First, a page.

EVANSTON, Ill. — Alex Len looked to the ceiling of Welsh-Ryan Arena and bellowed in the midst of a dominant stretch early in the second half Tuesday night.
It was Len at his finest, nudging Maryland into a game-clinching spurt. It was the Terrapins at their best, working from the inside out to muscle their way past Northwestern.
"I was pretty hyped," Len said.
This is the optimal scenario for Maryland, its path to long-term success. Find the big man, funnel it to the big man, and good things will happen.
It certainly was the case in a 77-57 victory, Maryland's fourth straight road triumph in the ACC/Big Ten Challenge — and perhaps its last as a member of the ACC. The school announced last week it would join the Big Ten in 2014-15.
Len, who had 13 points and 13 rebounds against Northwestern, surely will be on an NBA roster whenever the Terps (5-1) make the full-time plunge into the Land of Leaders and Legends. The overtones of conference affiliation hardly mattered on a chilly night in the Chicago suburbs as Maryland showed both its best and worst in a two-hour stretch.
The Terps' early foibles barely impacted the final result, so thorough was drubbing administered after the break when Maryland finally figured out its best path to victory.
"We wanted to play through Alex and he came through for us, him and James," guard Dez Wells (23 points) said. "We knew we had a better inside game than Northwestern did. They're a great team, but I feel like we have the best frontcourt in the country."
Time will tell on that claim, but there is little doubt Len provides a piece so few teams can match. At 7-foot-1, he can lasso rebounds, hit mid-range jumpers, serve as a major obstacle on defense and create second-chance opportunities with ease.
It's a wonder how he became something of an afterthought early on, as Maryland offered up lousy shots and turnovers only for Northwestern (6-1) to counter with 3-point tries coupled with marginal attempts to grab a rebound.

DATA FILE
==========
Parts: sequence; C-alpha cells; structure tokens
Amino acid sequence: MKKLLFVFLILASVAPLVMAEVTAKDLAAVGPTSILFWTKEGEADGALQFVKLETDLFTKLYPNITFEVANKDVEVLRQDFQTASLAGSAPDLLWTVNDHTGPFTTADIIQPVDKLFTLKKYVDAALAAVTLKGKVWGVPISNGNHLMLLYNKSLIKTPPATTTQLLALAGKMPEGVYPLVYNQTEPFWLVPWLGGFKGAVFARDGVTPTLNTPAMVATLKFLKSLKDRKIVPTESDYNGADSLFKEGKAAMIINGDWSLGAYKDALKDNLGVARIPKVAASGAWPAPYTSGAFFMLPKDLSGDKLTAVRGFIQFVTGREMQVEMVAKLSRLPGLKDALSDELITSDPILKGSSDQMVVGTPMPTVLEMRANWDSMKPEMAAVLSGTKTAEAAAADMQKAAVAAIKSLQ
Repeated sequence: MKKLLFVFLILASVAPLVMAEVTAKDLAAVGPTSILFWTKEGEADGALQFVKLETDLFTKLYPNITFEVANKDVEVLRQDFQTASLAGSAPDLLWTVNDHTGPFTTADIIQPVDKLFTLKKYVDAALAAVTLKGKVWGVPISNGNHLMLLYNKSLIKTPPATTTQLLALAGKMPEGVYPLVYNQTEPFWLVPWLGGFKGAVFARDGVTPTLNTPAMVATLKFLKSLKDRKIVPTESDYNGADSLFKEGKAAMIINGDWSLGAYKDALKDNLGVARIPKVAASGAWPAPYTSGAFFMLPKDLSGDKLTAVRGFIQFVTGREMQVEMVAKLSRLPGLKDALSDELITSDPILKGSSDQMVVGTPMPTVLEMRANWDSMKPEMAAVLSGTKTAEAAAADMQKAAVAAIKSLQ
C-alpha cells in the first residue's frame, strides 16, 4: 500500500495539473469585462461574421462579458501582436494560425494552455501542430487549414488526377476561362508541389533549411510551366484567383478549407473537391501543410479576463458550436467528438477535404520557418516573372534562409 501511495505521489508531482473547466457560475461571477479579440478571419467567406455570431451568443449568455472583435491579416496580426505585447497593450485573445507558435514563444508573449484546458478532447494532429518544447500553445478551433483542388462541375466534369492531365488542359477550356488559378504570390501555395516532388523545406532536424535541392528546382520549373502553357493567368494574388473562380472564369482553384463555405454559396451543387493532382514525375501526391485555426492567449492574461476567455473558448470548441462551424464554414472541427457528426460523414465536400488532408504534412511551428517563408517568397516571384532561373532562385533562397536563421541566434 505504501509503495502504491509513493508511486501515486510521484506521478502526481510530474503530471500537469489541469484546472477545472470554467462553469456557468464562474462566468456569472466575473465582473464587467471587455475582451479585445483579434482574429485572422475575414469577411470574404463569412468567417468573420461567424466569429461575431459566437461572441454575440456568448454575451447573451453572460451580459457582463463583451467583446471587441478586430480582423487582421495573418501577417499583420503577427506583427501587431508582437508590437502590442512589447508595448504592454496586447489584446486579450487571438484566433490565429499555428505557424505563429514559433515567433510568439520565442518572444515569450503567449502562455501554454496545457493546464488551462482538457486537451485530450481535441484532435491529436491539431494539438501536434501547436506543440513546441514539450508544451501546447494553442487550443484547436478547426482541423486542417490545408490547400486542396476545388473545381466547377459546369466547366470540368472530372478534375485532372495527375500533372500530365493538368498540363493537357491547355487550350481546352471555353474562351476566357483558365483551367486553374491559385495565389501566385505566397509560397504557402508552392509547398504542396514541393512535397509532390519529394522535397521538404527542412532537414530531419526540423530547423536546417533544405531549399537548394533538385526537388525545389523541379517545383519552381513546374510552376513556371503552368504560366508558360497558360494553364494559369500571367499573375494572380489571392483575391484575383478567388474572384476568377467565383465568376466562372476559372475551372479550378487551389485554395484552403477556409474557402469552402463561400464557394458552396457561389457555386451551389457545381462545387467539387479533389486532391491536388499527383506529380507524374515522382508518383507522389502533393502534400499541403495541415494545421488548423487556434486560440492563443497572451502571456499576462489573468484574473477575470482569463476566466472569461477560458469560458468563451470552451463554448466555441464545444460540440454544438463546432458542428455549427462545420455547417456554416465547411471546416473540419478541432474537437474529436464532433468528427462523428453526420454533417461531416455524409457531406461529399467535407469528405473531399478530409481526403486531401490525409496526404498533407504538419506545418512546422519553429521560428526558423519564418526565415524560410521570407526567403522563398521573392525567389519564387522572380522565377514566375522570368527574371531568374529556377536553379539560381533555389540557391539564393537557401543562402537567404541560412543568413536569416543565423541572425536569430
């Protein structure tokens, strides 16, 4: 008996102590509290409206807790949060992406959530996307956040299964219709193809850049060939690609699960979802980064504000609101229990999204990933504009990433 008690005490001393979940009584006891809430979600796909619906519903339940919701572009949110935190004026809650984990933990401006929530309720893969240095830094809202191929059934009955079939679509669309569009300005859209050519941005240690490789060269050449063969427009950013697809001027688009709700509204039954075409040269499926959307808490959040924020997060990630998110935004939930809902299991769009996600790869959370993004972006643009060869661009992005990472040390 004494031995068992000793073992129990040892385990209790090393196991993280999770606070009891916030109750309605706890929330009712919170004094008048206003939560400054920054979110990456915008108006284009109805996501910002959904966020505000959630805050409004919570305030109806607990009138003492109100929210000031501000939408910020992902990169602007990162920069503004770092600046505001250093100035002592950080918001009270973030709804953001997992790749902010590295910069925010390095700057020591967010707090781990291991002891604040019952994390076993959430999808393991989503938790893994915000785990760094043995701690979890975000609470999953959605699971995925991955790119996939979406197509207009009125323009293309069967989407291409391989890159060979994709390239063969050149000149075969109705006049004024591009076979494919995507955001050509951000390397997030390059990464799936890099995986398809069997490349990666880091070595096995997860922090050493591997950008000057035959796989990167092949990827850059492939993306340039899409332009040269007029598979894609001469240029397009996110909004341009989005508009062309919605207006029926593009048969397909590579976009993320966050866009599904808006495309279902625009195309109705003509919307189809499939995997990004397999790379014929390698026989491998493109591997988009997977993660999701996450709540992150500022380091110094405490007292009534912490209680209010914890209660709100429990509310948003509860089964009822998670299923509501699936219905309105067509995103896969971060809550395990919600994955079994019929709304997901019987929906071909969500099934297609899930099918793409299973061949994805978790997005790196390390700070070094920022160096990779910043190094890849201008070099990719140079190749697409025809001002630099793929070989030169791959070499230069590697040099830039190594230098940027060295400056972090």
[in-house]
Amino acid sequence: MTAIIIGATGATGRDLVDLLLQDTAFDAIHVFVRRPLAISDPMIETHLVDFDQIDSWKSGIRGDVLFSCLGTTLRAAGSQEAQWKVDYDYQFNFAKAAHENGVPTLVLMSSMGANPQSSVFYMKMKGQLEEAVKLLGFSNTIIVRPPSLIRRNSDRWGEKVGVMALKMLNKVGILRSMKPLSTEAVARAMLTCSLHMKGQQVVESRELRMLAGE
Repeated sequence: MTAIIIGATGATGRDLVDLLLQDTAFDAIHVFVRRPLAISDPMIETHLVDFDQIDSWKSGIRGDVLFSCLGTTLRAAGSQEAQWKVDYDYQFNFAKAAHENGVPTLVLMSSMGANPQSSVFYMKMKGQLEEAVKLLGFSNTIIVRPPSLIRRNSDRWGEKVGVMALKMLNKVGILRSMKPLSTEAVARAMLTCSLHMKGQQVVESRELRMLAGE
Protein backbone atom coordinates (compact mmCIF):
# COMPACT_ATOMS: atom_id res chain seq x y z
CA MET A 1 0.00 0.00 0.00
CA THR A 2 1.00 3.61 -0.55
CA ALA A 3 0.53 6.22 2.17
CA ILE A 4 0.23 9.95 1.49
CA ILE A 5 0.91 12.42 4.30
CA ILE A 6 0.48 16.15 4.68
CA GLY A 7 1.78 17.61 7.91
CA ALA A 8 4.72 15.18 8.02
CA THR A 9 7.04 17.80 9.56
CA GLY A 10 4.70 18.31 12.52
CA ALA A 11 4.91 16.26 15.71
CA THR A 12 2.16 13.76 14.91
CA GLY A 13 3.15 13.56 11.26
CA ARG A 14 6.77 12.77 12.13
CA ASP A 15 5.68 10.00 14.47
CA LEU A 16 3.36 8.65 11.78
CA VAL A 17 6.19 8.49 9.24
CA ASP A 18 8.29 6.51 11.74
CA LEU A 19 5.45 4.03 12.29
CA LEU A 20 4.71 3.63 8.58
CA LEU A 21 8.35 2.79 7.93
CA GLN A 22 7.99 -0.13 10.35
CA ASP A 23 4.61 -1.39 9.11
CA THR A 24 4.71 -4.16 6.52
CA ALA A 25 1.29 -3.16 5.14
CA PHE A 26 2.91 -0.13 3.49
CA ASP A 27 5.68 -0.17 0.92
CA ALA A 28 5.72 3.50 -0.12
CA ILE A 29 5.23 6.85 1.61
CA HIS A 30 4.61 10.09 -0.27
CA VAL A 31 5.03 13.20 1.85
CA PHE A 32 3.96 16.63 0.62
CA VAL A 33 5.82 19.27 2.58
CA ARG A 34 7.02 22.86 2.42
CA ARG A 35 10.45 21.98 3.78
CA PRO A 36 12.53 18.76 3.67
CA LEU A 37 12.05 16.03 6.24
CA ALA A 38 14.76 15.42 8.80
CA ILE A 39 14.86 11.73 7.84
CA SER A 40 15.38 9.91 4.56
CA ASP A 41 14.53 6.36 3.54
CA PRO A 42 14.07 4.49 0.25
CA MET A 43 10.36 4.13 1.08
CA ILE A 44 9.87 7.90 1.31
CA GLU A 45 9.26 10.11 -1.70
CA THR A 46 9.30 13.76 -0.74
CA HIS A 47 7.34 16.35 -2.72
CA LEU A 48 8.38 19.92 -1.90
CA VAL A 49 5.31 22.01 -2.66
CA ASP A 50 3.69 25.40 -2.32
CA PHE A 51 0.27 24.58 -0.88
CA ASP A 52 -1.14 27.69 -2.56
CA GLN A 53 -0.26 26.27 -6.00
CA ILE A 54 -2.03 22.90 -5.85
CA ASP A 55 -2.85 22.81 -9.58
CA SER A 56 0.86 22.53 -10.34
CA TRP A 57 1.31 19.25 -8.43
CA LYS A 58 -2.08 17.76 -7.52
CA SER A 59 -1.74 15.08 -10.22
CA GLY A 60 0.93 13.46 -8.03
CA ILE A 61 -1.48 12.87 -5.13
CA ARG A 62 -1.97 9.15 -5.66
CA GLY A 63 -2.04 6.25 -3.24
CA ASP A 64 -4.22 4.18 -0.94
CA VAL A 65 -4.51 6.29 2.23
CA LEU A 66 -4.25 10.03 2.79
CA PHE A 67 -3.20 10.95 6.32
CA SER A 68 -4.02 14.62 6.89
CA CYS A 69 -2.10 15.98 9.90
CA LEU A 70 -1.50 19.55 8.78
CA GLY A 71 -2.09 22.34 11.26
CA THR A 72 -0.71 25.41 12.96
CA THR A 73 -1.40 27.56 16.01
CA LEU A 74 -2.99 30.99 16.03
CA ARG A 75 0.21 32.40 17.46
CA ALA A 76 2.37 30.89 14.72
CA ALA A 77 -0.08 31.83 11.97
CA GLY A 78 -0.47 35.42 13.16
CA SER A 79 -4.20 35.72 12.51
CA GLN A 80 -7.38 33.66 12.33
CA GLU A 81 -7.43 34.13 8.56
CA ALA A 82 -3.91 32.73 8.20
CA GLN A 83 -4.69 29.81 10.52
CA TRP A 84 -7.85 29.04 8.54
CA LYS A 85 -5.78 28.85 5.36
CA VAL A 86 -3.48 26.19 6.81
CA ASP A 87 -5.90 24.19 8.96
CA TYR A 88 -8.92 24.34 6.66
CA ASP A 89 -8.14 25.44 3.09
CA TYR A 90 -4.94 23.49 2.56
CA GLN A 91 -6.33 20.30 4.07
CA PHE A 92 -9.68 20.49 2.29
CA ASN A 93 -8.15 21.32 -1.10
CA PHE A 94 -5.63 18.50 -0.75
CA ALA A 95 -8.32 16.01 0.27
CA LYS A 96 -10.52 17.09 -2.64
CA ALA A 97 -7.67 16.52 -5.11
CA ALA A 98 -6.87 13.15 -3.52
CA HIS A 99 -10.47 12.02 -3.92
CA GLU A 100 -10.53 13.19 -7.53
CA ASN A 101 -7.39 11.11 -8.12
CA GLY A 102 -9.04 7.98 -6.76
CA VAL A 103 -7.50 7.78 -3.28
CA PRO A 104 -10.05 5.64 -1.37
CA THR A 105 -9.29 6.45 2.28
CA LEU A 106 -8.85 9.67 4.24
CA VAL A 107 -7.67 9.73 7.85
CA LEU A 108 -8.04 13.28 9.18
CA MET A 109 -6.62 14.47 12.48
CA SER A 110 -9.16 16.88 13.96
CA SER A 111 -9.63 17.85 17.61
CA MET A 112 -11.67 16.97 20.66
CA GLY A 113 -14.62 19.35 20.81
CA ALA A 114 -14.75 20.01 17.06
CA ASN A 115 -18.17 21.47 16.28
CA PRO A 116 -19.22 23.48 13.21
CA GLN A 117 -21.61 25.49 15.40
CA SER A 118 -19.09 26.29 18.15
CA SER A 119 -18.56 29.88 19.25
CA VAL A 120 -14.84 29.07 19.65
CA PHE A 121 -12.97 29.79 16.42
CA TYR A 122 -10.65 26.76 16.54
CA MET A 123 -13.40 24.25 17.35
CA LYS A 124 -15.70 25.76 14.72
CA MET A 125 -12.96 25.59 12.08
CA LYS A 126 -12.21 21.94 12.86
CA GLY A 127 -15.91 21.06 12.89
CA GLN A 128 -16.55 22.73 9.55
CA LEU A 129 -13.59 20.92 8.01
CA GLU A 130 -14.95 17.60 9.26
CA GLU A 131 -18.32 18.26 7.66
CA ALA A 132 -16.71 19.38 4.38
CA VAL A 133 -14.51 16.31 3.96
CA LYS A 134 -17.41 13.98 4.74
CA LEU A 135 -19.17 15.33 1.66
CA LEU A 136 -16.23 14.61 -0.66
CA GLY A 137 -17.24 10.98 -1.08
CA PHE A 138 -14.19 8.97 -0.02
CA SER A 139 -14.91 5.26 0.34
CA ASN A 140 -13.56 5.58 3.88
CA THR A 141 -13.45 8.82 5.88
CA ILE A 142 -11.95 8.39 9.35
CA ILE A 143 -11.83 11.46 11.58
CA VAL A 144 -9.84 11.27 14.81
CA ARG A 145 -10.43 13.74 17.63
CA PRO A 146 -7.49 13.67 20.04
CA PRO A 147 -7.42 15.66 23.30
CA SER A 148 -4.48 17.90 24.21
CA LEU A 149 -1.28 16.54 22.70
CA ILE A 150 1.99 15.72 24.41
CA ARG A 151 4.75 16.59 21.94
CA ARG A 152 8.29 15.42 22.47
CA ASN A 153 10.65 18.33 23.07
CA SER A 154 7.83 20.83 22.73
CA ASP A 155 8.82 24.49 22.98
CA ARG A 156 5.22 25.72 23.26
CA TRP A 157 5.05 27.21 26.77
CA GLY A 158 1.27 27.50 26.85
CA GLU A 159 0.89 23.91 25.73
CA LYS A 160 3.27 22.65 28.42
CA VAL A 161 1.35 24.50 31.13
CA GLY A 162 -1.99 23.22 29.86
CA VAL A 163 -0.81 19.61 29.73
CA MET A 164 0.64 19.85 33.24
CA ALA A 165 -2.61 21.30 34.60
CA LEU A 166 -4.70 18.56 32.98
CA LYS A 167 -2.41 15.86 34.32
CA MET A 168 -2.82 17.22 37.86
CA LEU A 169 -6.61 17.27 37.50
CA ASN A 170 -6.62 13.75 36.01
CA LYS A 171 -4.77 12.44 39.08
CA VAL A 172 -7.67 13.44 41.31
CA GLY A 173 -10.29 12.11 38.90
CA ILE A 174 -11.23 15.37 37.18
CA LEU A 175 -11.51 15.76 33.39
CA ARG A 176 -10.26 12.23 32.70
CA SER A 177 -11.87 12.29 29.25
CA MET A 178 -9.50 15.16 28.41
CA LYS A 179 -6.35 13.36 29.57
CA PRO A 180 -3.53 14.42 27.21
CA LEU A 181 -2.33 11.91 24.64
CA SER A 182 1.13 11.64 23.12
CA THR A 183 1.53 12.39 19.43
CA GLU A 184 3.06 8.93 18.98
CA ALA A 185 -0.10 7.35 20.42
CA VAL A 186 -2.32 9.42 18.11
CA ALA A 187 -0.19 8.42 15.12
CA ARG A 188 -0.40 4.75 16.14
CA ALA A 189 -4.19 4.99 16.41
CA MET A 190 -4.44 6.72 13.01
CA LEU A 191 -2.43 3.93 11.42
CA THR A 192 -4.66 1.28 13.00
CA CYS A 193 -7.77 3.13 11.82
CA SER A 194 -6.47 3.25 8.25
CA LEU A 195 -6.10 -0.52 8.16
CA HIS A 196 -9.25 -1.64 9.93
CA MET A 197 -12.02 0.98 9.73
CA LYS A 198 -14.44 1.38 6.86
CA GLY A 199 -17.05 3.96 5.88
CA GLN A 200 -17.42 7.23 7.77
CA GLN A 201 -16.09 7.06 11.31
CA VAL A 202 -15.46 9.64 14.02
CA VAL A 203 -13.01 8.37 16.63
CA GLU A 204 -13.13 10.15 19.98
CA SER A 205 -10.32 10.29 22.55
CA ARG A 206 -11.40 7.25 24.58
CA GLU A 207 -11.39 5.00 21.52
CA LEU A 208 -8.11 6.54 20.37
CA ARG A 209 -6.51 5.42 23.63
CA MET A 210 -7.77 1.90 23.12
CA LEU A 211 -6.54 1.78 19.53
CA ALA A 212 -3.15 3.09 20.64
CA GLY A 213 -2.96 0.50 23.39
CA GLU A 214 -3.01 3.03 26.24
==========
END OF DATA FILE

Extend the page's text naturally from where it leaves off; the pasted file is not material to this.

Len's early burst in the second half was followed by a couple baskets from James Padgett. Maryland's 13-1 run forced Northwestern coach Bill Carmody to burn a pair of timeouts and extended a modest lead to 47-34.
"That was the game plan from the start," guard Logan Aronhalt said. "We just didn't execute it in the first half."
Eventually, Northwestern tried to negate Maryland's interior game, switching to a 1-3-1 zone in the hopes of prodding the Terps back into their jumper-happy ways. Aronhalt would have none of it, connecting on back-to-back 3-pointers to chase the Wildcats back to a more typical defense.
The catalyst for it all, though, was Len. Maryland, blessed with speed and size advantages, finally exploited them after a sloppy 11-turnover first half that prompted coach Mark Turgeon to tweak his break.
The option of pushing it into the paint with Len didn't hurt, either.
"When you have a guy like Alex, it's intimidating to the other team. ...," Turgeon said. "Alex is a smart player, really smart. You make adjustments on the fly and he's really good at it. He was real aggressive and I thought our guards did a good job of finding him and he just does what he does."
What he does, of course, is present concerns that are difficult to fully prepare for even if he is an increasingly known quantity.
At times, the only way to negate Len is for the Terps to ignore him. They did in the first half Tuesday. Urged to play smarter, Maryland found its biggest big and cruised from there.
"Coach was like 'Slow down, play with poise,' " Len said. "We started executing better and playing inside out. It was great."
For a few minutes, so was Len. For nearly the entire second half, so was Maryland. It might not prove a harbinger of later success, but it at least provides an obvious roadmap to secure it.
© Copyright 2013 The Washington Times, LLC. Click here for reprint permission.
Patrick Stevens has covered Maryland and other Mid-Atlantic college sports for more than a decade. You can reach him at email@example.com.
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